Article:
Sheryl Crow

Report: Sheryl Crow told investigators about Lance Armstrong blood transfusion

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Singer Sheryl Crow was with Lance Armstrong when he went to receive a blood transfusion in 2004 and told federal investigators about it, according to the New York Daily News, citing a book to be released Tuesday.

Crow, 51, and Armstrong, 42, began dating in 2003, got engaged in 2005 and separated in 2006. Crow spoke with investigators in 2011, according to the report.

“Wheelmen: Lance Armstrong, the Tour de France and the Greatest Sports Conspiracy Ever,” a book written by Wall Street Journal reporters, details Crow’s trip to Belgium in Armstrong’s private jet for a 2004 procedure, according to the report.

“Rather than try to hide the transfusion from her, Armstrong was completely open about it,” the authors write. “He trusted that Crow would have no desire to tell the press or anyone else about the team’s doping program. He explained that it was simply part of the sport – that all cyclists were doing the same thing.”

Armstrong has remained in the news since being stripped of his record seven straight Tour de France titles and being banned for life from all competition last year. He admitted to prevalent doping during his career in an interview with Oprah Winfrey in January.

He was stripped of his only Olympic medal, a 2000 bronze, eight months ago but did not return it until September.

A documentary film, “The Armstrong Lie,” was shown at the Toronto Film Festival in September and is set for a limited release in November. The film was originally supposed to be about Armstrong’s comeback out of retirement for the 2009 Tour de France.

Armstrong rival, fellow doper, doesn’t intend to return his Olympic medals

Alysia Montano announces pregnancy with clever video, no racing plans

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U.S. Olympic 800m runner Alysia Montaño is due in November with her second child, but this time she has no current plan to race at the U.S. Championships while pregnant.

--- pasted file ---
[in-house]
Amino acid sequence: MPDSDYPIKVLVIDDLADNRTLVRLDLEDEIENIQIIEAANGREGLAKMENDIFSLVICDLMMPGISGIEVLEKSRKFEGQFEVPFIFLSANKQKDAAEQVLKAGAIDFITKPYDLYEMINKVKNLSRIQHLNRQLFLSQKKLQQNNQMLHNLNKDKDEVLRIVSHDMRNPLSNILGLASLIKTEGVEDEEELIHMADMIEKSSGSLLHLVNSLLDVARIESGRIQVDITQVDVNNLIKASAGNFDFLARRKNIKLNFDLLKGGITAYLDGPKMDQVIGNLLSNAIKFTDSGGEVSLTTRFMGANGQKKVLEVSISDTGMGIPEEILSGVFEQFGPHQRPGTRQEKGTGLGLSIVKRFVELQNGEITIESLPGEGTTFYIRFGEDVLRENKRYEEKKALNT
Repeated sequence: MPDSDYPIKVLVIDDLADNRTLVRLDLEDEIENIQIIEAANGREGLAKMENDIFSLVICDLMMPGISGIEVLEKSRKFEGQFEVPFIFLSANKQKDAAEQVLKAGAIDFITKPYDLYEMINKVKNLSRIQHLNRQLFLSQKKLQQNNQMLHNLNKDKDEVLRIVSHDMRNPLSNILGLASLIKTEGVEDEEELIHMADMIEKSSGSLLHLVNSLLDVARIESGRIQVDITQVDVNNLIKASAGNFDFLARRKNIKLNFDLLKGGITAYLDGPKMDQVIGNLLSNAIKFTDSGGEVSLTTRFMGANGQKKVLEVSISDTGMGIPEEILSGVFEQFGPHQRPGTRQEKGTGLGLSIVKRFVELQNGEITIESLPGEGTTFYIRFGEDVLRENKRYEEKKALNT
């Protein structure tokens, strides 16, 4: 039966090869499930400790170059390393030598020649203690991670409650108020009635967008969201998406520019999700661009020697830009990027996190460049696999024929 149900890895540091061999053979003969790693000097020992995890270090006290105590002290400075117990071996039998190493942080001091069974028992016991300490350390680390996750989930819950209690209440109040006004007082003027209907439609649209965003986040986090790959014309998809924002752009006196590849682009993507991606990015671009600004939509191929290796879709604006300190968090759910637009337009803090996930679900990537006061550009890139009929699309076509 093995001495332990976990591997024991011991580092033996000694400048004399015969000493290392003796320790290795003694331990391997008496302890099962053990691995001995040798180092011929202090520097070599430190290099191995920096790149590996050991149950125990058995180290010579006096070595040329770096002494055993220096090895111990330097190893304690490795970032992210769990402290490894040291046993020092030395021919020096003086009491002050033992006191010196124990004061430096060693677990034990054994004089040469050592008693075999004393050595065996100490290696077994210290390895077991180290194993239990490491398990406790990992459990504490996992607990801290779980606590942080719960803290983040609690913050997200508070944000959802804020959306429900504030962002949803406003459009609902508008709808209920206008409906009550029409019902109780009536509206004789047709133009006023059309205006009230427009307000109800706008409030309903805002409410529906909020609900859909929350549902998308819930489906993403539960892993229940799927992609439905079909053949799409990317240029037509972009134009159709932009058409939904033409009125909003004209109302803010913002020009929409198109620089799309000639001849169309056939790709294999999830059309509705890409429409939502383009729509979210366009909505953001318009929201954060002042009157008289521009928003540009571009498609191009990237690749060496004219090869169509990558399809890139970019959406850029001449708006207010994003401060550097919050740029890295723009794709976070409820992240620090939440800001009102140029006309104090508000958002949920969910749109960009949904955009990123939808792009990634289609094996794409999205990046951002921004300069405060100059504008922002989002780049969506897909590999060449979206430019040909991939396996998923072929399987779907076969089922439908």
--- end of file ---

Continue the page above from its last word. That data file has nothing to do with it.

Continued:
Montaño’s husband and manager, Louis, said Wednesday that she has no races on her calendar (nationals are in late June) but hopes to continue her fitness during pregnancy. She may do a couple of 5Ks this summer.

Earlier Wednesday, the family announced the pregnancy in a clever video.

The video included the couple’s first child, Linnea, was born in August 2014, two months after Montaño made worldwide headlines for racing while eight months pregnant at nationals.

Montaño, 31, last raced at the Millrose Games on Feb. 11 in her first meet since falling in the Olympic Trials 800m final on July 4.

Montaño is set to be awarded her first two world outdoor championships medals, four and six years after she ran those races, due to a former Russian rival’s doping ban.

MORE: Montaño finds little joy after Russian stripped of medals

Sweden drops 2026 Winter Olympic bid

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The city of Stockholm says it won’t bid for the 2026 Winter Olympics.

Karin Wanngard, the city official in charge of finances, says the reason is because the International Olympic Committee will not be able to report how big the financial contribution to the host city will be.

She says the figures “will arrive at the earliest in November.”

This means that time will be too short to get enough analysis for the issues raised by several actors,” said the Swedish lawmaker, whose Social Democratic Party had been supportive of hosting the event.

“We Social Democrats have always thought that the Olympic Games are important for Stockholm’s growth and development,” Wanngard said in a statement, adding there was little backing for the event. “Unfortunately, we are alone to have this position about the Olympic Games.”

Swedish Sports Confederation chairman Bjorn Eriksson said he and his organization “fully respect the decision as we also believe in a realistic budget and a sustainable economy.”

Sports Minister Gabriel Wikstrom also supported the decision, adding that the Social Democratic-led government was “ready to handle requests for financial guarantees.”

“We have also been clear that it is Stockholm’s city that must make its decision first,” he told Sweden news agency TT.

The news comes six days after the Swedish Olympic Committee named a CEO for the 2026 bid.

In January, the committee said that Stockholm staging the 2026 Winter Olympics was “possible and desirable” and that a formal bid was expected in March 2018.

In 2015, Stockholm pulled out of the race for the 2022 Winter Games after Swedish politicians refused to give financial backing. Swedish politicians were uncomfortable because of concerns over costs, the environment, post-Games use of venues, the environment and other issues.

The early 2026 bid plan called for 80 percent of the events in Stockholm, while most of the Alpine competitions would be in the northern resort of Are, more than 600 kilometers (400 miles) from the capital. A few skiing events would be in Falun, 215 kilometers (130 miles) northwest from there.

The 2026 Winter Olympics have one bidder — Sion, Switzerland.

Cities in Austria, Canada, Japan and have also discussed potential 2026 bids, as has Lillehammer, Norway, the 1994 Winter Olympic host. The U.S. is not expected to bid for the 2026 Winter Games.

The next two Winter Olympics will be in East Asia in PyeongChang in 2018 and Beijing in 2022, giving a European or North American city a greater opening to be the 2026 host.

The 2026 Olympic host city is expected to be chosen from an International Olympic Committee members vote in 2019.

The Associated Press contributed to this report.

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